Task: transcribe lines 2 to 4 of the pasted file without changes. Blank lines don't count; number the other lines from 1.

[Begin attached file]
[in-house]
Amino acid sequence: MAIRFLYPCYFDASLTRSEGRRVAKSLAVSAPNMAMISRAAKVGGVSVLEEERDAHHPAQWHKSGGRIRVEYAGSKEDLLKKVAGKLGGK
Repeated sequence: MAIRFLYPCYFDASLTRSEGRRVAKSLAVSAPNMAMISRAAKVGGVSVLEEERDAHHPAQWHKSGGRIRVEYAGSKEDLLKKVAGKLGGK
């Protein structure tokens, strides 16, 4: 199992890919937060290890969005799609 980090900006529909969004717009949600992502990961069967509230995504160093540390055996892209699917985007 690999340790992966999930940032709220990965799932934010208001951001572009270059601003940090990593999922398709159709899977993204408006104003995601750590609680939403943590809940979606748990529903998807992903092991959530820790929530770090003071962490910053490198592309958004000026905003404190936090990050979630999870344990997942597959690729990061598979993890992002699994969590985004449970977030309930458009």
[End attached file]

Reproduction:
Amino acid sequence: MAIRFLYPCYFDASLTRSEGRRVAKSLAVSAPNMAMISRAAKVGGVSVLEEERDAHHPAQWHKSGGRIRVEYAGSKEDLLKKVAGKLGGK
Repeated sequence: MAIRFLYPCYFDASLTRSEGRRVAKSLAVSAPNMAMISRAAKVGGVSVLEEERDAHHPAQWHKSGGRIRVEYAGSKEDLLKKVAGKLGGK
């Protein structure tokens, strides 16, 4: 199992890919937060290890969005799609 980090900006529909969004717009949600992502990961069967509230995504160093540390055996892209699917985007 690999340790992966999930940032709220990965799932934010208001951001572009270059601003940090990593999922398709159709899977993204408006104003995601750590609680939403943590809940979606748990529903998807992903092991959530820790929530770090003071962490910053490198592309958004000026905003404190936090990050979630999870344990997942597959690729990061598979993890992002699994969590985004449970977030309930458009």